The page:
June 11, 2017

In terms of creating systemic risks for our banking system, current regulators are the undisputable champions

Sir, former banker and banking lawyer Martin Lowy writes: “Dodd-Frank and Basel III capital rules have made banks and their holding companies stronger.” “How the next financial crisis won’t happen”, June 10

Well I sure know that the next financial crisis will absolutely not be the result of excessive bank exposures to something perceived as risky, as to what is rated below BB-, that to which regulators assigned a risk weight of 150%. Much more likely it will be from excessive exposures to something rated as safe as AAA, that to which regulators only assigned a meager 20% risk weight.

Really big bank crises, except from really extraordinary unexpected events, are the result of the introduction of something that can grow into a systemic risk.

What systemic risk do I see?

I see credit ratings, like when in 2003 in a letter published by FT I wrote: “Everyone knows that, sooner or later, the ratings issued by the credit agencies are just a new breed of systemic error to be propagated at modern speeds. Friends, please consider that the world is tough enough as it is”

I see risk weighted capital requirements, like those that allow banks to leverage more with what is “safe” than with what is “risky”., and therefore distorts, for no good reason, the allocation of bank credit to the real economy.

I see standardized risk weights that impose a single set of weights on too many.

I see regulators wanting to assure that banks all apply similar approved risk models, thereby again ignoring the benefits of diversification.

I see stress tests by which regulators make banks test against the some few same stresses, as if real stresses could be so easily identified.

I see living wills, as perfectly capable to create systemic risks that at this moment are hard to see.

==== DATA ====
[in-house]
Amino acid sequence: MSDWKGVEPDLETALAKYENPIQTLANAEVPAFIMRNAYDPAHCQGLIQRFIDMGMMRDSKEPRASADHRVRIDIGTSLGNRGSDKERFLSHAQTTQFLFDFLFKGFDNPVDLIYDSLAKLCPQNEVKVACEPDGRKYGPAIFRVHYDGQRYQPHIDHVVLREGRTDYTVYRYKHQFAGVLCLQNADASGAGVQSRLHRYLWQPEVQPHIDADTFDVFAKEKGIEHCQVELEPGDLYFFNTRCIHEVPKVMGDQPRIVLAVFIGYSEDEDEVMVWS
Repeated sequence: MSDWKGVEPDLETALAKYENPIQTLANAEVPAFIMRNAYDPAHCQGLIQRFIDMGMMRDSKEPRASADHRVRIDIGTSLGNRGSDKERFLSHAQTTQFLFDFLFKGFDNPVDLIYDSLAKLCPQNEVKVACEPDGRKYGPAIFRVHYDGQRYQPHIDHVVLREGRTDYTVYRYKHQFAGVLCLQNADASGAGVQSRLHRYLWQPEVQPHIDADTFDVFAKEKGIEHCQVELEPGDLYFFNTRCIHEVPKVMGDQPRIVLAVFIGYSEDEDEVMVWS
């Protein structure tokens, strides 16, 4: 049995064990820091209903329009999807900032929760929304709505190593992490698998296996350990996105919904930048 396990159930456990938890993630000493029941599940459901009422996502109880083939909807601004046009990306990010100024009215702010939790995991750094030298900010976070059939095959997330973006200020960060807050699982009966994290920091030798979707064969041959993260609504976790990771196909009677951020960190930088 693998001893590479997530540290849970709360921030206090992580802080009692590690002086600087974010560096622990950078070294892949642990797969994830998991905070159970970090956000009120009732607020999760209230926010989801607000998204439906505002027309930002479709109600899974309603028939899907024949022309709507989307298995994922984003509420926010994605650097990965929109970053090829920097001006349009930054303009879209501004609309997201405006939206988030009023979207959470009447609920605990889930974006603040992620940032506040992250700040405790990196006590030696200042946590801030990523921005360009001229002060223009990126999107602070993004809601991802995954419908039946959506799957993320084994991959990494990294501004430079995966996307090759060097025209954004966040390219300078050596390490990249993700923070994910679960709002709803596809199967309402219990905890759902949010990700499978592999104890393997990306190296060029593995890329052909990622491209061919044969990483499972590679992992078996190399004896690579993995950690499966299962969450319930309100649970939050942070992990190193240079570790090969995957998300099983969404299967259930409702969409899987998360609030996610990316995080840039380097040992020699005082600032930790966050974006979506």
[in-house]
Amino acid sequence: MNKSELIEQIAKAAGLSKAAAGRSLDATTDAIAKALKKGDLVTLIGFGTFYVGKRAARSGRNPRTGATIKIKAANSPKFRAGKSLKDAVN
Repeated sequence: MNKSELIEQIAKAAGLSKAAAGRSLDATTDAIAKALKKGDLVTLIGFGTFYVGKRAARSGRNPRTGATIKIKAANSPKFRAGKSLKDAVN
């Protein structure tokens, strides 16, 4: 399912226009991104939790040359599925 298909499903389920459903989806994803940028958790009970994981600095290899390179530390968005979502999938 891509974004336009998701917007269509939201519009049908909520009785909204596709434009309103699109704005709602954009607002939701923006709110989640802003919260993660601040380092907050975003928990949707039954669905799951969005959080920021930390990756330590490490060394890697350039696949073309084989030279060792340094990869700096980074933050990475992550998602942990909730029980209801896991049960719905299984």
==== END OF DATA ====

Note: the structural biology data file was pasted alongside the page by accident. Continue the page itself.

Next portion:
In all, in terms of creating dangerous systemic risks, hubris filled bank regulators aee the undisputable champions.

The main cause for that is that our bank regulators find it more glamorous to concern themselves with trying to be better bankers, than with being better regulators.

Regulators, let the banks be banks, perceive the risks and manage the risks. The faster a bank fails if its bankers cannot be good bankers, the better for all.

Your responsibility is solely related to what to do when banks fail to be good banks.

And always remember these two rules of thumb:

1. The safer something is perceived to be, the more dangerous to the system it gets; and the riskier it is perceived, the less dangerous for the system it becomes.

2. All good risk management must begin by clearly identifying what risk can we not afford not to take. In banking the risk banks take when allocating credit to the real economy is precisely that kind of risks we cannot afford them not to take.

As in 1997 I wrote in my very first Op-Ed. “If we insist in maintaining a firm defeatist attitude which definitely does not represent a vision of growth for the future, we will most likely end up with the most reserved and solid banking sector in the world, adequately dressed in very conservative business suits, but presiding over the funeral of the economy. I would much prefer their putting on some blue jeans and trying to get the economy moving.”